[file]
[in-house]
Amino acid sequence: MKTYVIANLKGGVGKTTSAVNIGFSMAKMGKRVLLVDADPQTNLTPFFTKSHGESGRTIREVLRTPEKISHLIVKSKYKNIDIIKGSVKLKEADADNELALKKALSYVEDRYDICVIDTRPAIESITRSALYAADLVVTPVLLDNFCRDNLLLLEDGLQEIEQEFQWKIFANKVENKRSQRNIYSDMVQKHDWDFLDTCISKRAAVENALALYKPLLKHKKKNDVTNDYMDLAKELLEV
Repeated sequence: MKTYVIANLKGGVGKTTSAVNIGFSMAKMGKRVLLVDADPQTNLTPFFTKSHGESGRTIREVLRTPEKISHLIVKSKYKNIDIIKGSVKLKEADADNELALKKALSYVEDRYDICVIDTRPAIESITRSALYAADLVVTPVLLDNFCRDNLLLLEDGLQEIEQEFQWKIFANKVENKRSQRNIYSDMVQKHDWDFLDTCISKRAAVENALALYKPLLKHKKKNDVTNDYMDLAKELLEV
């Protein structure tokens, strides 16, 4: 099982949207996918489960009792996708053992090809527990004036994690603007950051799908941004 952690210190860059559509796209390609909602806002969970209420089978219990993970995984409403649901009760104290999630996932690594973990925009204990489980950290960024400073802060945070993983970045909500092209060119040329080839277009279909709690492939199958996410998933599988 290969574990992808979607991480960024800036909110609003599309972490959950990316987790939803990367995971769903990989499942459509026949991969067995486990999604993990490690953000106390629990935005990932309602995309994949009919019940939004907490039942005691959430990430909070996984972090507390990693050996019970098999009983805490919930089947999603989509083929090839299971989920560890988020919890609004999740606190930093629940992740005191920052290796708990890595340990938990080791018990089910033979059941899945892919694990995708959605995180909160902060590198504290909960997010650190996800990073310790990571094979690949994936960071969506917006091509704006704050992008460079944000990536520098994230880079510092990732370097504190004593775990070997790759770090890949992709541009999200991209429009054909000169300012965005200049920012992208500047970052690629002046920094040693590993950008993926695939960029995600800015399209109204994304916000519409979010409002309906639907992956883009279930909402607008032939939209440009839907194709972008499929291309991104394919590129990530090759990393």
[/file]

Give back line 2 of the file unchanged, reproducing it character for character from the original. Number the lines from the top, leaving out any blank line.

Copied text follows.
Amino acid sequence: MKTYVIANLKGGVGKTTSAVNIGFSMAKMGKRVLLVDADPQTNLTPFFTKSHGESGRTIREVLRTPEKISHLIVKSKYKNIDIIKGSVKLKEADADNELALKKALSYVEDRYDICVIDTRPAIESITRSALYAADLVVTPVLLDNFCRDNLLLLEDGLQEIEQEFQWKIFANKVENKRSQRNIYSDMVQKHDWDFLDTCISKRAAVENALALYKPLLKHKKKNDVTNDYMDLAKELLEV